At a Parliamentary debate on ending the sale of petrol and diesel powered vehicles, Rugby MP Mark Pawsey has criticised the failure to deliver sufficient charging points for the take up of new electric vehicles.
During the backbench debate last Thursday, MPs discussed the Government’s aspiration to have all new vehicles sold by 2040 to be zero-emission vehicles. Mark spoke about the opportunities and challenges faced by Rugby businesses in delivering this strategy, including the great work taking place at the London Electric Vehicle Company to deliver the new generation of electric black cabs – 2,000 of which are already on the streets of London. Mark also raised the work smaller businesses like Off-Grid Energy are doing to take advantage of the drive towards electric vehicles.
However, Mark was also critical of the slow pace of delivering electric vehicle charging infrastructure and the challenges arising from capacity in the National Grid. This is an area where local business Off-Grid Energy have found success, by creating innovative energy storage solutions to control and limit the peak load on the grid to enable large fleets of electric vehicles to be charged.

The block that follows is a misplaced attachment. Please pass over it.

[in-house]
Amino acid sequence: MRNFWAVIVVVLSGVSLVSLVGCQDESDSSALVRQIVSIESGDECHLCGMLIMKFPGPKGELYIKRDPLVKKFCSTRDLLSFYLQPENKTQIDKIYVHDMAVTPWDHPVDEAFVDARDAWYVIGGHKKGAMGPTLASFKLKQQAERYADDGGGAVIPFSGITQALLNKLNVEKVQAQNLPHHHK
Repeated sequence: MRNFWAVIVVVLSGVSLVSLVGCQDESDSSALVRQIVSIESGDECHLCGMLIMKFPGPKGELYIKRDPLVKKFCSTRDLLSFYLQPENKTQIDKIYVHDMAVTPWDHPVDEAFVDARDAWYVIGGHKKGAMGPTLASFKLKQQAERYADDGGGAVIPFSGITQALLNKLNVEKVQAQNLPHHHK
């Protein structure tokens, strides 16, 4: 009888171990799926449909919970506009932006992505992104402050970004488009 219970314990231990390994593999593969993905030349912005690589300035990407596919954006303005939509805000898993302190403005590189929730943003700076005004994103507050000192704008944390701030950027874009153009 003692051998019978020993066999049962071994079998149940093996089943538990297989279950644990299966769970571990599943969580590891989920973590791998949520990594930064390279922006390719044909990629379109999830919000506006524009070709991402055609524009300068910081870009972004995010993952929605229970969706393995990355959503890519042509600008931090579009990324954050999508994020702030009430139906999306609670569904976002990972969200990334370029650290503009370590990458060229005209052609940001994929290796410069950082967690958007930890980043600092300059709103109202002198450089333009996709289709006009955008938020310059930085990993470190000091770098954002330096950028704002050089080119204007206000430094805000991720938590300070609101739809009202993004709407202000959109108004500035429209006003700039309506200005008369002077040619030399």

Mark also challenged the Minister responding to this debate – Andrew Stephenson MP, Parliamentary Under-Secretary of State for Business, Energy and Industrial Strategy – about what more the Government could do to enable the National Grid to meet the demand that electric vehicles will require. Highlighting the case of the new service station at Junction 1 of the M1, Mark spoke about his concerns that due to challenges with the National Grid, only two of the proposed twenty-four electric vehicle charging points will be ready when the service station opens.
Speaking after the debate, Mark commented:
“The move towards electric vehicles is a great opportunity for consumers and businesses in Rugby. I’ve been really impressed with what I have heard and seen as a member of the Business, Energy and Industrial Strategy Select Committee and from local businesses here in Rugby about how the UK can lead the way through our road to zero strategy. Companies such as Off-Grid Energy are identifying really clever solutions to the issues raised by electrification of the car market, but there are still serious issues which need resolving.”
“The new service station on the M1 would be an ideal place to charge an electric vehicle whilst commuting and so the lack of charging points is a real concern for me. I am keen to see more drivers adopt an electric car, but I know that charging infrastructure is a big concern for those looking to buy one. I have already spoken to both Moto, the operators of the service station, and to Ministers about how we can overcome this challenge and ensure that the National Grid has the capacity to deliver on the electric vehicle revolution.”